Put Out by IT Outsourcing

It's cold here. And there's a strange smell coming from a dish beside the monitor. But I can't think now about my discomfort or what in the world is in that bowl. I must finish my work, and I have only minutes before she discovers me using her computer. With a broken PC and no help from the Help desk, in one week, I've been reduced to a PC parasite: a lonely vagrant feeding on others' machines once they've gone home--or even just to lunch.

A year ago I didn't have to lurk in the shadows of our beige hallway, waiting to pounce on an unoccupied PC. If my machine broke down, I could just call our onsite technicians. But our company is now outsourcing IT, and the only person who can help me is away on business.

Even through my frustration, I can see how some businesses outsource with good intentions. In his October 2006 Windows IT Pro article, "Global Outsourcing: Trick or Treat," Ben Smith explains that good can come from outsourcing. He mentions that by paying less for skilled work "your organization can roll the savings into its profit margin, use the extra funds for strategic projects, or reinvest them in the company." Quoted in David Strom's September 12, 2007 New York Times article, "Outsourcing I.T. To Unlikely Places, Like America," Llyod Hession (chief security officer of BT Radianz) and Mark E. Bakken (chief executive of Bedrock Managed Services and Consulting) explain how outsourcing allows internal resources to focus on more important activities and saves money for company growth. And in the Network World article "Outsourcing vs. keeping it in-house," Michael Crooney explains, "IT shops that outsource infrastructure management and application services can expect to save 12% to 17% annually on average, which means U.S. companies are sitting on about $10 billion in potential savings, according to a recent Forrester Research report."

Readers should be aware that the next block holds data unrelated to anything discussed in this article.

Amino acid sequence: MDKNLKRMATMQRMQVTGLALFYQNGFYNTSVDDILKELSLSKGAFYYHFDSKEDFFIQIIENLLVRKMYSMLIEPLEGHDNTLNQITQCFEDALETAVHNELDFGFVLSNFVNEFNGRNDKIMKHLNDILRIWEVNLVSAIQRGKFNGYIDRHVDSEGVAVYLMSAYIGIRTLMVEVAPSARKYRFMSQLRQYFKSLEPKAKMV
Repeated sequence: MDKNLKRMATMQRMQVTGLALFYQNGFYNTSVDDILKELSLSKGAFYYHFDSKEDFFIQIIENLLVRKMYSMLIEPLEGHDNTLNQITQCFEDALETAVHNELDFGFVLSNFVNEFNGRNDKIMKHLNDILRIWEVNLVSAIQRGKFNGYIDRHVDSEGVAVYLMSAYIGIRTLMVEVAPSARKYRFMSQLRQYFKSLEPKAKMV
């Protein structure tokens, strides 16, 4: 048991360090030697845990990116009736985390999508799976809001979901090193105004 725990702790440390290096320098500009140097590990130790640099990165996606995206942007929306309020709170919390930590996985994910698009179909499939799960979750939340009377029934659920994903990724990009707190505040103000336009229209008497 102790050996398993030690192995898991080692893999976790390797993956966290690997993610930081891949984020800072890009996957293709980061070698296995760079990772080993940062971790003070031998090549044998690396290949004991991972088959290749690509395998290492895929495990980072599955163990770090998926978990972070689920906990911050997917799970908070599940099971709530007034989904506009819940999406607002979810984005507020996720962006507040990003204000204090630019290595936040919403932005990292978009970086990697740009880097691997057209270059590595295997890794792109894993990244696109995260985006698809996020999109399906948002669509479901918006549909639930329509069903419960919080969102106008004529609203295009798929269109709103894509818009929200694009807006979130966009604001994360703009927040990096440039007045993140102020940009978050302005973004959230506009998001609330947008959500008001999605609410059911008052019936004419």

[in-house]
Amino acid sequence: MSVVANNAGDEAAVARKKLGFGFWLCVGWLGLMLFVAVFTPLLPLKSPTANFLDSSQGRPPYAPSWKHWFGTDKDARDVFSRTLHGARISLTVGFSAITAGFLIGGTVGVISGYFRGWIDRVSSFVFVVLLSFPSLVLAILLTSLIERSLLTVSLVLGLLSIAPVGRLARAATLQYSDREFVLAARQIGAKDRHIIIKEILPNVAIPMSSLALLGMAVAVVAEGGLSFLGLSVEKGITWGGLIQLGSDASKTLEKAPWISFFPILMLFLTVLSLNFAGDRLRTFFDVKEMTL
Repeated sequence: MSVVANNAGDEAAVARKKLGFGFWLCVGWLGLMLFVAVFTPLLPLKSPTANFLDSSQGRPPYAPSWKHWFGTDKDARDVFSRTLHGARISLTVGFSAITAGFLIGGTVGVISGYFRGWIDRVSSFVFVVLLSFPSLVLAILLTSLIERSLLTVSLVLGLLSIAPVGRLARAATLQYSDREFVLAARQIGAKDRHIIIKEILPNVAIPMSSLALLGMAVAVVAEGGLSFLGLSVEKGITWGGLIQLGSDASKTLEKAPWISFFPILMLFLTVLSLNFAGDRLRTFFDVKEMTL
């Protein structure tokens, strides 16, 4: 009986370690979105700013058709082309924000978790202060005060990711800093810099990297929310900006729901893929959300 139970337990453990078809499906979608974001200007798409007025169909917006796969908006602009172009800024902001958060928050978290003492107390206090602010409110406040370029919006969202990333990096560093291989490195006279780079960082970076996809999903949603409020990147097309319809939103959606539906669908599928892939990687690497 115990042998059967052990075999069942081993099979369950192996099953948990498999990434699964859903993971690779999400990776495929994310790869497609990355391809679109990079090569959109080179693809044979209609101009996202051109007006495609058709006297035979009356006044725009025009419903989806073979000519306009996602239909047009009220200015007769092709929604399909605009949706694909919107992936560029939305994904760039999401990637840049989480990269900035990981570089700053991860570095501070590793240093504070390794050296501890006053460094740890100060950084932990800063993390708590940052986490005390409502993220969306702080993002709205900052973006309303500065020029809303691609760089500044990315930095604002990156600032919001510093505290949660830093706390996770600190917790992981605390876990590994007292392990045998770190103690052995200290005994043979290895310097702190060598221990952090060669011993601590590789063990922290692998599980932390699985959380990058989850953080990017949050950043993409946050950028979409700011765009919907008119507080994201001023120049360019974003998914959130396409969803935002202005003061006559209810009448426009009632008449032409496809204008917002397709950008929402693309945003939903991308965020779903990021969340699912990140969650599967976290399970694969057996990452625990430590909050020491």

More money! That sounds good, right? Maybe I'll see a little increase in my paycheck for all my troubles. Maybe I just haven't given outsourcing a chance. No such luck. Ben Smith goes on to explain one of outsourcing's disadvantages: communication difficulties. He says, "Communication is difficult enough when people are in the same room and speak the same language, so you can imagine how hard it is when people don't always speak the same language, are separated by several time zones, and have different cultures and worldviews."

A thread in our Career Development and Job Opportunities forum asks whether outsourcing is good or bad, and forum member meyerc13 answers, "In my experience, bad for the organization. The customer wants secure, stable, up-to-date infrastructure that meets the needs of the business. The outsourcer wants to do as little as possible to meet the terms of the contract in order to maximize their profitability. See a disconnect there?" From what I've seen so far, I have to agree.

And on a separate thread, forum member paulreed explains how in-house technicians are more dedicated than outsourcing company employees: "I have worked for an outsourcing company and don't recommend it. Training was practically non-existent, benefits were low and when my company lost a contract I was farmed out to another client without a say in the matter. You are also treated as a second class citizen by the client companies. The only plus point is that if you are working for a large outsourcing company there may be more opportunities to move into a different role." So if the outsourced employees aren't happy, how can we expect them to make us happy?

I'm not saying that my PC is busted because we're outsourcing. I'm not even saying that the IT contractors won't fix it soon. I'm just saying that this "efficient" money-saving business move sure hasn't helped. In fact, it might cause more harm than good. The video The Next Frontier of Outsourcing, posted in a New York Times blog, shows how outsourcing has spiraled out of control and caused many Americans to make some pretty tough decisions. (Okay okay. That's not real. But outsourcing really has had negative effects on many IT pros.)

Four years ago, 35.9 percent of our readers worked for companies that outsourced IT jobs; 9.4 percent worked for companies that planned to outsource. And the December 2004 Windows IT Pro article "IT Outsourcing," explains how many of our readers lost their jobs due to outsourcing. So what's happening now?

Has outsourcing put you out--of a job, of your mind? Comment on this blog post, or email me at [email protected]

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